Journal Article

An Outbreak of <i>Enterobacter hormaechei</i> Infection and Colonization in an Intensive Care Nursery

Peter N. Wenger, Jerome I. Tokars, Patrick Brennan, Carol Samel, Lee Bland, Michael Miller, Loretta Carson, Matthew Arduino, Paul Edelstein, Sonia Aguero, Conradine Riddle, Caroline O'Hara and William Jarvis

in Clinical Infectious Diseases

Published on behalf of Infectious Diseases Society of America

Volume 24, issue 6, pages 1243-1244
Published in print June 1997 | ISSN: 1058-4838
Published online June 1997 | e-ISSN: 1537-6591 | DOI: http://dx.doi.org/10.1086/513650
An Outbreak of Enterobacter hormaechei Infection and Colonization in an Intensive Care Nursery

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Enterobacter hormaechei was first identified as a unique species in 1989. Between 29 November 1992 and 17 March 1993, an outbreak of E. hormaechei occurred among premature infants in the intensive care nursery (ICN) at The Hospital of the University of Pennsylvania. The 10 infants whose cultures were positive for E. hormaechei (six were infected and four were colonized) had a lower median estimated gestational age and birth weight than did other ICN infants; other risk factors for infection or colonization with E. hormaechei were not identified. Cultures from three isolettes and a doorknob in the ICN were positive for E. hormaechei. Pulsed-field gel electrophoresis of isolates from six patients and two isolettes were identical. Observations of health care workers revealed breaks in infection control techniques that may have allowed transmission of this organism. We found that E. hormaechei is a nosocomial pathogen that can infect vulnerable hospitalized patients and that can be transmitted from patient to patient when infection control techniques are inadequate.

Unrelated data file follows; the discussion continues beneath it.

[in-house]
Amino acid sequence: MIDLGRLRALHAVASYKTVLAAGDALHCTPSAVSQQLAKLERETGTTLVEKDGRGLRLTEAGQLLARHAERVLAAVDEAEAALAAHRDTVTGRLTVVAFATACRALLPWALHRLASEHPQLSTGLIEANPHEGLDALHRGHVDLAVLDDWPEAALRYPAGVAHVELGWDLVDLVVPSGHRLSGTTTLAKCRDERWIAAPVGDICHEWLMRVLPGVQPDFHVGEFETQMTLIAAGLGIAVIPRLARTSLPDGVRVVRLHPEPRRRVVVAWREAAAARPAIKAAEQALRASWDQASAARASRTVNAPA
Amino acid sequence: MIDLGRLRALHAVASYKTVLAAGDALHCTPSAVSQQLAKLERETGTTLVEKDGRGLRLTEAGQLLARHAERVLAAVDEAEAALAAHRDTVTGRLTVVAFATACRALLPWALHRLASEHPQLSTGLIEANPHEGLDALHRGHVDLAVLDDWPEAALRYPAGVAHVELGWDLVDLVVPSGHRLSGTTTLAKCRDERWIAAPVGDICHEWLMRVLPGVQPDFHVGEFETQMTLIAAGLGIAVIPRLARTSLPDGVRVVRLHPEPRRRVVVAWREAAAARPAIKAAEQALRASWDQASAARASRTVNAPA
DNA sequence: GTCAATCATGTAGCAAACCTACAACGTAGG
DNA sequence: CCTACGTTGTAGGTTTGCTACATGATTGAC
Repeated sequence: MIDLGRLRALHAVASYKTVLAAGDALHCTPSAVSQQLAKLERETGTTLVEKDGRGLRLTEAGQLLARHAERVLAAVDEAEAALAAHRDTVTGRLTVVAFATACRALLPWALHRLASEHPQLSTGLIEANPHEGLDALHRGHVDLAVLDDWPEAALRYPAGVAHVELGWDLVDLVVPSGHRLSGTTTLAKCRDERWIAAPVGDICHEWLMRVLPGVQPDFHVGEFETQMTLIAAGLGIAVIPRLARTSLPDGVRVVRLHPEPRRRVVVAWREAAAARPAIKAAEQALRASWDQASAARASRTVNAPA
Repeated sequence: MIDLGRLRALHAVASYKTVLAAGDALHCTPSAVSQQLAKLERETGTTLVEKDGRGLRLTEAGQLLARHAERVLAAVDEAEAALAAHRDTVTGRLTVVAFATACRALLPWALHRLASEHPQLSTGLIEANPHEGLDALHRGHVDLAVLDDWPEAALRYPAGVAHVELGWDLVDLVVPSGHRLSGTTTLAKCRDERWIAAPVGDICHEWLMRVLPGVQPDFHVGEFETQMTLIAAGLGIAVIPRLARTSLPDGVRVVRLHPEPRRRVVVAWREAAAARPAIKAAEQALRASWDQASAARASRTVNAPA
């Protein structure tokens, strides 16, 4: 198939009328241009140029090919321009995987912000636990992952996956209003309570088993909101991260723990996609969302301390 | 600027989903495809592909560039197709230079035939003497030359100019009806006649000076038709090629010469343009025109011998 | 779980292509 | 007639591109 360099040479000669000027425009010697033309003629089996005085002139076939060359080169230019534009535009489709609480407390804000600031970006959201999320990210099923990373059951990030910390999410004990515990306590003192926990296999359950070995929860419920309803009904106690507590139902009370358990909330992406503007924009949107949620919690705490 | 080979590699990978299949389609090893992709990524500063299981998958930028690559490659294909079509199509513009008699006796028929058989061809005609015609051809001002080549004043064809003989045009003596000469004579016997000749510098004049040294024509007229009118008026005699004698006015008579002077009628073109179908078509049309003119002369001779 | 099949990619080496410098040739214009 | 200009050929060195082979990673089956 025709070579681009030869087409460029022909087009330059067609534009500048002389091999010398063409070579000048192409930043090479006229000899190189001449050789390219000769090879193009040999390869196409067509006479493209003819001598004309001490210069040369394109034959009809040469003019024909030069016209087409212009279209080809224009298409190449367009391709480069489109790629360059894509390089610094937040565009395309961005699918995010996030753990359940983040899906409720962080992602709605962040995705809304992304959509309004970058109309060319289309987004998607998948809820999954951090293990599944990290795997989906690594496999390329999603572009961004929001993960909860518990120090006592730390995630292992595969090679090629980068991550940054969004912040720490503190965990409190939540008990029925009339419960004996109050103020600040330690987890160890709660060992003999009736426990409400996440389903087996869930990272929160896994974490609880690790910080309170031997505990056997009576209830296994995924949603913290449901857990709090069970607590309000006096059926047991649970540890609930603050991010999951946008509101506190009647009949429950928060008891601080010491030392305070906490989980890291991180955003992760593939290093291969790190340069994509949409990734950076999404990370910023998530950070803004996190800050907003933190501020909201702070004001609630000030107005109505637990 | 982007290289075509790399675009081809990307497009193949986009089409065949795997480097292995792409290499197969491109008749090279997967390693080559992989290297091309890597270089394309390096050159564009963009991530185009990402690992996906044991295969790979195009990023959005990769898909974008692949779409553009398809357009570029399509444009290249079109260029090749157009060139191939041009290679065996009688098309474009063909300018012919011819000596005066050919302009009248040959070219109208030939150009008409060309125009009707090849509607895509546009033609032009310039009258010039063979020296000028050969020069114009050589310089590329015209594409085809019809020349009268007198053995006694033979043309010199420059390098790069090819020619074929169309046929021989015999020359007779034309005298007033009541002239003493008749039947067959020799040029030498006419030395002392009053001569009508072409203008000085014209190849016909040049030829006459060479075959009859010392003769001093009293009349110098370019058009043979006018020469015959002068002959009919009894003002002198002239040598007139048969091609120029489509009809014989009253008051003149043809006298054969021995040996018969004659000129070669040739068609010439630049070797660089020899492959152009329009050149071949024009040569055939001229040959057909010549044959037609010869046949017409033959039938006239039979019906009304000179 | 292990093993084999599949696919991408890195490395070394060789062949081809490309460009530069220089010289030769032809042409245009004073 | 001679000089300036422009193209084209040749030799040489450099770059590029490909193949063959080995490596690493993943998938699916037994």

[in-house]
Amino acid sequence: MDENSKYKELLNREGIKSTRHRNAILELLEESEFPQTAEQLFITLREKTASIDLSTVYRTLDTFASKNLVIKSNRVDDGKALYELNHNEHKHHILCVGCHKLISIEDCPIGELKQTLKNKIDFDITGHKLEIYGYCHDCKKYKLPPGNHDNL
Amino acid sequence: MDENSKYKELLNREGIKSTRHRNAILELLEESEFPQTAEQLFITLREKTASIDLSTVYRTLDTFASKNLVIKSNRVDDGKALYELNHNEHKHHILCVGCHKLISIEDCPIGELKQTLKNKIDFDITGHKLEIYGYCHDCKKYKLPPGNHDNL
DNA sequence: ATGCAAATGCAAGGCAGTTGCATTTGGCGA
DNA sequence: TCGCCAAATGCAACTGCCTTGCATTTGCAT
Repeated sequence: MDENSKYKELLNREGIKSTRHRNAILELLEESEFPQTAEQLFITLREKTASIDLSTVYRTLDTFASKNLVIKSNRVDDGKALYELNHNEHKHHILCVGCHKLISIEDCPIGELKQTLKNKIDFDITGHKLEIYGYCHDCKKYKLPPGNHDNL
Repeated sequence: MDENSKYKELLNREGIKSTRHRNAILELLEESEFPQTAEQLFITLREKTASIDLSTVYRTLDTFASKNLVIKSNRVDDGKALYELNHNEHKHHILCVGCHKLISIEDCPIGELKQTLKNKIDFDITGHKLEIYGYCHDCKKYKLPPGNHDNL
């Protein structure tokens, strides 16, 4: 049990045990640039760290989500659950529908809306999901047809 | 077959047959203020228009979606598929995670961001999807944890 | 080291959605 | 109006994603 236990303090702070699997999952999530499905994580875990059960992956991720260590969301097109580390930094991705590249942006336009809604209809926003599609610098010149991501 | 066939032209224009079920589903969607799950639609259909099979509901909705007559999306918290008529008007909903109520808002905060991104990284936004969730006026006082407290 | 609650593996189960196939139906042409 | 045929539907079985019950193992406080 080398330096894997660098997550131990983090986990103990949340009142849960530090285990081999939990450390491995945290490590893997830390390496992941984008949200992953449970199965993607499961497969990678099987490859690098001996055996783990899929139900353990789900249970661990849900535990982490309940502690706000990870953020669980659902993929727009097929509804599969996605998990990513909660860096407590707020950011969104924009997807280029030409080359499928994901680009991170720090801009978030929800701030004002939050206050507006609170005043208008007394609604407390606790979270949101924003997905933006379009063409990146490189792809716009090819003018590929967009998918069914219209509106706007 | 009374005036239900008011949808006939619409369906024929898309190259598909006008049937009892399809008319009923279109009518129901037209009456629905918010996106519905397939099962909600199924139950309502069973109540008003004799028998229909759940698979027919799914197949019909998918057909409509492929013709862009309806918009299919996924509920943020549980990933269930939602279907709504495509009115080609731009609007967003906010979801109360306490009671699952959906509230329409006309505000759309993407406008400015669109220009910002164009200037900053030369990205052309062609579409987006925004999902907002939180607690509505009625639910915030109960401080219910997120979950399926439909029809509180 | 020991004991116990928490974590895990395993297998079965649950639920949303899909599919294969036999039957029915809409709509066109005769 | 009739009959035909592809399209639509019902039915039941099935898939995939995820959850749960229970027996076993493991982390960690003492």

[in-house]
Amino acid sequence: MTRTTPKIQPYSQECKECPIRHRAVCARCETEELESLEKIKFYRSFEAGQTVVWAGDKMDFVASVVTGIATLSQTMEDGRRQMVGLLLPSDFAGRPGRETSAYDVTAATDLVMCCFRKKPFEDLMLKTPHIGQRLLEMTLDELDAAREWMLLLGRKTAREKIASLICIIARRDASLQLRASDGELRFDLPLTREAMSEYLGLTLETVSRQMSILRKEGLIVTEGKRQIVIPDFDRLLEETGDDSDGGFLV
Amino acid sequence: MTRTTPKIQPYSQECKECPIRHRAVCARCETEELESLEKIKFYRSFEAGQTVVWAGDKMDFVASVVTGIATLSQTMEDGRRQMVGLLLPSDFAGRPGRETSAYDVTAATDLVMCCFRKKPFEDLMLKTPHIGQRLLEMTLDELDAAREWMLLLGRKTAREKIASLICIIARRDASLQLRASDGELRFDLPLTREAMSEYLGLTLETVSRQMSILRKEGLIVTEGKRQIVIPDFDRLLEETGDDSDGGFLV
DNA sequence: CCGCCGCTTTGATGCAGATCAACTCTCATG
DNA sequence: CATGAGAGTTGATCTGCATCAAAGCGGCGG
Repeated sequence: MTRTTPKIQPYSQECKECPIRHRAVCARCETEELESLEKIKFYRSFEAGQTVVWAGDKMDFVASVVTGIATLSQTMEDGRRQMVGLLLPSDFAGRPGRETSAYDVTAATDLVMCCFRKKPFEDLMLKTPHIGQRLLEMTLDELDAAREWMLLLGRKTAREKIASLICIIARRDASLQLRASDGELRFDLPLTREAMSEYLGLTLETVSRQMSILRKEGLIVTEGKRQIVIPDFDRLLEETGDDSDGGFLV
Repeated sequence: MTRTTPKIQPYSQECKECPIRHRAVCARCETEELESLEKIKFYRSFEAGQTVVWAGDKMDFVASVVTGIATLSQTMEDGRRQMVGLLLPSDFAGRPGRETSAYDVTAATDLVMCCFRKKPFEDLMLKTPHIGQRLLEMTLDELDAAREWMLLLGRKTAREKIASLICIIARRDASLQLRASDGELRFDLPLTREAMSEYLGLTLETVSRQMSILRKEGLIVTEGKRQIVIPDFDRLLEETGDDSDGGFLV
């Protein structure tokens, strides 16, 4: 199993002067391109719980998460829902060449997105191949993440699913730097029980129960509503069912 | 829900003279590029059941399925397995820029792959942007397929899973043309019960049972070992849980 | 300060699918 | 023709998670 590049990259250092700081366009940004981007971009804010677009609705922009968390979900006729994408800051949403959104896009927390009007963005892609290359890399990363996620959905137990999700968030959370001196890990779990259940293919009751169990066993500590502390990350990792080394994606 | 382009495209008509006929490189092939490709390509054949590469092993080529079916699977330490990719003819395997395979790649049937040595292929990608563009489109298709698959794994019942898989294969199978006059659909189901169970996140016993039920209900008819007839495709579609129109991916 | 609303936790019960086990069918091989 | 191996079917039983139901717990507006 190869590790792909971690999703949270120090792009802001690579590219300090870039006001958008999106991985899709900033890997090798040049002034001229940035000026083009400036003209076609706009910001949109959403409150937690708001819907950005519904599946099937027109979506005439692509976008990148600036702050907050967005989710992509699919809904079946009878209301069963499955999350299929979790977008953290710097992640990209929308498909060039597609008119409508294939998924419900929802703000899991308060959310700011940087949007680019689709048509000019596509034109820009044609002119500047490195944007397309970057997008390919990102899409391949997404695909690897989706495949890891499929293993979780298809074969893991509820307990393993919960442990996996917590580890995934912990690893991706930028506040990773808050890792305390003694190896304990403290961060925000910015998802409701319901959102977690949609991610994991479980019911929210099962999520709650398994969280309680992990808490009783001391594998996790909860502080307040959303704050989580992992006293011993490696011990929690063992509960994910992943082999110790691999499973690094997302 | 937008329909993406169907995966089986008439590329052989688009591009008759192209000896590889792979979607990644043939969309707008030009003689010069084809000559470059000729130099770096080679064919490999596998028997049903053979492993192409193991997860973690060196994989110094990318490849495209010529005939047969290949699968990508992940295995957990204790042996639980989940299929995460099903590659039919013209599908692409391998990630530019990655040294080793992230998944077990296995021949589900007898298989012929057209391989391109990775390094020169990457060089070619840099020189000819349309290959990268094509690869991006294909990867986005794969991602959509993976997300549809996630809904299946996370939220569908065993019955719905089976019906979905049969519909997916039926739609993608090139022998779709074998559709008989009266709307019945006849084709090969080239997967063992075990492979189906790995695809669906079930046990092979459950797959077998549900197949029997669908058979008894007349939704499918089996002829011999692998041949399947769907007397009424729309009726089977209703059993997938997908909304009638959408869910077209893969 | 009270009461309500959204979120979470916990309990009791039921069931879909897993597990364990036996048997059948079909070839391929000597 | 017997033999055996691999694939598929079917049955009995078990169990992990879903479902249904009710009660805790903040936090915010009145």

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Subjects: Infectious Diseases ; Immunology ; Public Health and Epidemiology ; Microbiology

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